Characodon audax shows different colour-varieties, mainly the colour of its unpaired fins in males and the sides. Males are coloured olivaceous-greyish to light brown, depending on the variety. Some specimens show silvery scales on the side, mainly specimens from El Toboso. Adult males of this form are dark grey or black on the back, on the upper sides of the head and the lower body from the pelvic fins to the caudal fin. The sides have a black back-ground that is broken into a reticulated pattern by the scales. Dorsal fin, caudal fin and anal fin are mostly black, pectoral and pelvic fins on the interradial membranes.
Fish from other locations show the fins coloured deep reddish, sometimes bright yellow, with or without broad black margins. The variaty from Los Pinos is coloured crimson reddish on the posterior half of the body. The underside of the head and sometimes the breast are light yellowish to deep orange, or sometimes salmon, depending on the location of the fish. Adult females have olivaceous to greenish sides, but in some varieties light brown, also on the top of the head and the back. The scale centers are pale silvery. The region between the pelvics and the anal fin is greenish blue, extending upward as a wedge for a short distance. The back is dark olive (or grayish-brown or brown), the belly pale to bluish gray. A midlateral series of irregular (or regular, or very few) melanistic blotches extends from the upper limit of the opercular cleft to the caudal-fin base. Number and region of the most spectacular blotches differs between the varieties. In very rare cases, these blotches coalesce to form a solid midlateral stripe. The median fins are mostly clear but have a yellowish cast at the base that extends sometimes over the whole fin. Some females from the form of El Toboso show black unpaired fins.
When Smith and Miller collected the species on 16. March 1982, they detected no young fish, but ovaries of examined females were containing embryos.
There are some facts about the dentition of this species, but an unclear situation concerning the diet. We find mostly bicuspid teeth in the outer series of adult Characodon audax (a few smaller ones are conical) and small conical in the inner series. This dentition suggests an omnivorous feeding habit. Young fish have only conical teeth. Concerning the gut, we find authors describing it as short (suggesting a carnivorous tendency), others describing it as long (suggesting a vegetarian tendency). These different statements and different observations of feeding preferences in captivity leed to a diversity of care sheets, but it seems like Characodon audax is prefering Daphnia or other small invertebrates. However, it has been seen feeding on green filamentous algae in the wild, too, so probably this species is feeding omnivorous indeed, maybe with changing preferences in the growing, as the changemnt of the dentition suggests.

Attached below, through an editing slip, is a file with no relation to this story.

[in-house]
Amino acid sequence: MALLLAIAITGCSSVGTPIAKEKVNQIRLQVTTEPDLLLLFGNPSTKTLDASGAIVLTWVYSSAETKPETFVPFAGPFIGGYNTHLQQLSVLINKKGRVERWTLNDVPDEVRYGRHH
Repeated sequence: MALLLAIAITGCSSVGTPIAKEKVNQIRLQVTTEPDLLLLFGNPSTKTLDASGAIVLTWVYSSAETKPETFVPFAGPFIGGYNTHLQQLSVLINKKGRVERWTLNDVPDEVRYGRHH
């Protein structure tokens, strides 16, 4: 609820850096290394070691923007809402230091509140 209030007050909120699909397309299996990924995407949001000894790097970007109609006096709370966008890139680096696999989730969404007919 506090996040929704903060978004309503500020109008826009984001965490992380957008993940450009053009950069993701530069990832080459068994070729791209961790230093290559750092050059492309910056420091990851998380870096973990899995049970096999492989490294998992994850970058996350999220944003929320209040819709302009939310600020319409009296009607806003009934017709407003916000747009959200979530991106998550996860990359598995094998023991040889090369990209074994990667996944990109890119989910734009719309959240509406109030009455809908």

This species has been described by Smith & Miller in the late 1980's from the vicinity of El Toboso. The specimens from this location display dark black unpaired fins. In the recent years, several populations of the genus Characodon along the Río Mezquital have been examined and - following O. Dominguez - some of these populations are very close to the species from El Toboso. His results suggest, that these - in contrary to the El Toboso variety - red-finned populations belong to Characodon audax. They have been thought before to belong to Characodon lateralis due to its red colour. The still existing few populations of Characodon audax are:
Characodon audax "El Toboso"
It comes from a small spring-fed pond beside the village of El Toboso. The habitat comprises a tiny spring, followed by a small creek and a shallow pool, where the water soaks into the ground. This location is the type-location of this species and the only known population with totally black fins in males. Juan Miguel Artigas Azas reported in 2011, that pool and creek have been dry and the spring has been populated by Gambusia senilis, but no Characodon. At the beginning of 2012, a few specimens have been found behind a dam. This population was thought to may have disappeared in the wild, but seems to persist for the moment in small numbers.